The tree is arranged for, the color scheme has been settled (last year’s was all shades of blue and green, symbolizing the weaving together of heaven and earth or something like that; this year’s will be a bit wilder, using both pale and saturated versions of four colors), the ribbons have been ordered, and everything is moving forward. As a result I haven’t thought too much yet about what the actual content and order of the opening and closing rituals will be, but I’m planning to stick with tradition and not do too much original thought, so that should work out okay.

So over the weekend I went through all my notes up to this point, and made some checklists, and went shopping and bought some steel wire (for creating the ring around the tree to which the ribbons will be tied), some new pliers and a new wire cutter (inexpensive but not those bottom-of-the-line ones that look like they’ll bust under any real strain — this was an indulgence to some extent as I already had serviceable pliers, but my wire cutter is real old and gunky and anyway there’s nothing like a few bright new tools that feel good in the hand to make a project appear more achievable), and some cheap work gloves for the volunteers I am hoping to round up at the gathering to help me put it all together and get the maypole into the ground.

I think the physical stuff is now mostly taken care of and I can turn my attention now to the details of the rituals.

Spin of the Day

The Washington Post reports today that documents show that the Food and Drug Administration had known for many years about the problems that led to E. coli contamination in produce late last year, which resulted in hundreds of cases of illness, three deaths, and a massive recall of spinach. They did pretty much nothing about it.

“We know that there are still problems out in those fields,” [Robert E. Brackett, director of the FDA’s food-safety arm] said in an interview last week. “We knew there had been a problem, but we never and probably still could not pinpoint where the problem was.

The reason, of course, is that the FDA has a much tighter budget than they used to, even though we’re importing and processing more food than ever.

In another recent case that I don’t remember hearing about before,

an agency report shows that FDA inspectors checked into complaints about salmonella contamination in a ConAgra Foods factory in Georgia in 2005. But when company managers refused to provide documents the inspectors requested, the inspectors left and did not follow up.

In 2006, a salmonella outbreak that was later traced to that factory made over 400 people sick.

Funny thing is: according to Brackett, it’s a step forward for the FDA to be doing business this way.

Explosive growth in the number of processors and the amount of imported foods means that manufacturers “have to build safety into their products rather than us chasing after them,” Brackett said. “We have to get out of the 1950s paradigm.”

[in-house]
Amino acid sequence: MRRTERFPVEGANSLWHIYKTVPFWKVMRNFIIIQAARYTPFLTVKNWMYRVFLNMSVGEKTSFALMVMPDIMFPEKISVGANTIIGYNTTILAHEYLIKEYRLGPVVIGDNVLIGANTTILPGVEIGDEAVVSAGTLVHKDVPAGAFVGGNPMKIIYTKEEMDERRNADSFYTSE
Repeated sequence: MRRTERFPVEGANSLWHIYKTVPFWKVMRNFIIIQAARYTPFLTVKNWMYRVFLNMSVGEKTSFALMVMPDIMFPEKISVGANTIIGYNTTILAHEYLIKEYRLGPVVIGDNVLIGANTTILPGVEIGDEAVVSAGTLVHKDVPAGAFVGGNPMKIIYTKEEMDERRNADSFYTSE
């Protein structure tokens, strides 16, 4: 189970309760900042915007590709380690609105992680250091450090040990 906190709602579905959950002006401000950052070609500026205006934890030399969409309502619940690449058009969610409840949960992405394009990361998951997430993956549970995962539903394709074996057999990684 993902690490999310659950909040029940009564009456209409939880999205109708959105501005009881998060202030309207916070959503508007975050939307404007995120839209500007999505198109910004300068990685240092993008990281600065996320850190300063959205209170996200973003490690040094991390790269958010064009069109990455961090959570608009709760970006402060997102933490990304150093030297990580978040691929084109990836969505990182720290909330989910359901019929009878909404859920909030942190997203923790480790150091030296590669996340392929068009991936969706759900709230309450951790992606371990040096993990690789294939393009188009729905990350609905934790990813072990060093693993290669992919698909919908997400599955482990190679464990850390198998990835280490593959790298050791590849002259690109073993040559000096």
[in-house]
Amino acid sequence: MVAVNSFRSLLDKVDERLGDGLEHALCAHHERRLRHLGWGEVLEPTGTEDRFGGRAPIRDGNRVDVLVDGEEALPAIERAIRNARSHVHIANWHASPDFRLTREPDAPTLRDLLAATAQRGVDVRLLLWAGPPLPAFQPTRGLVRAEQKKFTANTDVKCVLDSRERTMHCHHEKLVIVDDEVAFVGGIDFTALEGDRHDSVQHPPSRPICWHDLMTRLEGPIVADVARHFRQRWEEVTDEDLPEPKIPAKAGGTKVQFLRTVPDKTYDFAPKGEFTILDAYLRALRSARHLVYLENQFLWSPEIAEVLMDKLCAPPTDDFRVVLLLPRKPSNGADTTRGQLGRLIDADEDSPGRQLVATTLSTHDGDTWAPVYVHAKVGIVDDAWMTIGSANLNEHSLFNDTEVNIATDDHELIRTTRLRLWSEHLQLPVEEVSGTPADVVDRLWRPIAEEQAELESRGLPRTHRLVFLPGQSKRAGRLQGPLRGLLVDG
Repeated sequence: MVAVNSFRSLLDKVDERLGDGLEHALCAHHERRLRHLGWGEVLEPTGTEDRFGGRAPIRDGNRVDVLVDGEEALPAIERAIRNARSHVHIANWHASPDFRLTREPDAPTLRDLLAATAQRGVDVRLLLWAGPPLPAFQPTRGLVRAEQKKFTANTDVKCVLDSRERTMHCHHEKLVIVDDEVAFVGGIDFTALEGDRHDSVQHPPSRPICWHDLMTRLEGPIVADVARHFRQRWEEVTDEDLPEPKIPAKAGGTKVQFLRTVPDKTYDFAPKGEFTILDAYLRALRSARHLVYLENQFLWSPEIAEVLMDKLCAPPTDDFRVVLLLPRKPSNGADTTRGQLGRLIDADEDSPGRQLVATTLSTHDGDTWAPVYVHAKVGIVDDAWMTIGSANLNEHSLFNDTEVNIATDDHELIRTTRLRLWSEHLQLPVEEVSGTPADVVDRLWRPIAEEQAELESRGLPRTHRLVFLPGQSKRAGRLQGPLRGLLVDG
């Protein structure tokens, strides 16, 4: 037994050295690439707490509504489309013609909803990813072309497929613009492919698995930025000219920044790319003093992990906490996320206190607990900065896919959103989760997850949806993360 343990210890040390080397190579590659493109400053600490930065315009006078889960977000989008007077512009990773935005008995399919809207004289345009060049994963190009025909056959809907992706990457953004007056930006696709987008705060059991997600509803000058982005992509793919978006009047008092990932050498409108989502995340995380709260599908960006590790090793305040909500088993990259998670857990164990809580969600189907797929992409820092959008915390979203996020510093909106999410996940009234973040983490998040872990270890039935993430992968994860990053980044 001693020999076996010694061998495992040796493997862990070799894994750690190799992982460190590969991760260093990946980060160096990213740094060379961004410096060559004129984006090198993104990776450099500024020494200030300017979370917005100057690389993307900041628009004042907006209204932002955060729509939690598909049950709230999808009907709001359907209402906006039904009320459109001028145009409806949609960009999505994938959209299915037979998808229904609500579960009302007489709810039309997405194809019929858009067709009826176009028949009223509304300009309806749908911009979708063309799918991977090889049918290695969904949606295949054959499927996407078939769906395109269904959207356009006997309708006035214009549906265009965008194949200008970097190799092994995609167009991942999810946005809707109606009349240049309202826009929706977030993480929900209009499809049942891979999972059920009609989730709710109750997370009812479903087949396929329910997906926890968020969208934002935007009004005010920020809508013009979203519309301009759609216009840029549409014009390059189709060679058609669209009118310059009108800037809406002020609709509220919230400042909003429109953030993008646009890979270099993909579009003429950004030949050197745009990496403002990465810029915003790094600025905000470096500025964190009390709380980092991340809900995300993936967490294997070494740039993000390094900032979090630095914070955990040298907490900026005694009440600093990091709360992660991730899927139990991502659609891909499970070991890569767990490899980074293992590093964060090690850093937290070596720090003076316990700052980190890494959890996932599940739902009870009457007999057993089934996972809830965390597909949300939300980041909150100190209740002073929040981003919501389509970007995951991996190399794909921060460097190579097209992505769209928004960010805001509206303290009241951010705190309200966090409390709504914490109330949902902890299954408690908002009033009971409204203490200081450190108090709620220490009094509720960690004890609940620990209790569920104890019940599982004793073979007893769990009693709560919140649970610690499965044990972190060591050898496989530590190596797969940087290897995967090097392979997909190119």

Ah yes, that silly old 1950s paradigm where we foolishly expected law enforcement agencies to “chase after” lawbreakers right away and not wait for them to do more serious damage. How superior it is to do as we do now, collecting our government salaries for the hard work of sitting back with our arms folded and simply expecting businesses not to gamble with people’s lives in order to maximize their own profits. If we just expect hard enough, others will certainly follow, and when they don’t and people fall ill or die as a result, well, at least we’ll know that it’s in no way because we didn’t do our job. We never lowered our expectations, not for a moment, no sirree.

Quote of the Yesterday

Yesterday I spent way too much of my afternoon watching old episodes of The Daily Show and The Colbert Report that I hadn’t watched yet.

This is Stephen Colbert announcing the top headline of the day on the 4/16/07 episode of The Colbert Report:

Tonight, Alberto Gonzales prepares to testify before Congress. Unfortunately for him, he’s legalized a lot more ways of making him talk.

Bowing Before the Inevitable

Amusing and sweet article in the Washington Post about a prank in which superstar violinist Joshua Bell performed in a Metro station for 45 minutes during morning rush hour as a busker.

Kind of a stunt, though, and I don’t know how anyone could have expected any other outcome. I think every artist who has been at it seriously for any length of time has figured out how few people perceive any artwork or performance for exactly what it is, and how much most people depend on past habit and on context and on the opinions of others to determine what they pay attention to.

It’s unfortunate but heck, most of human nature is unfortunate.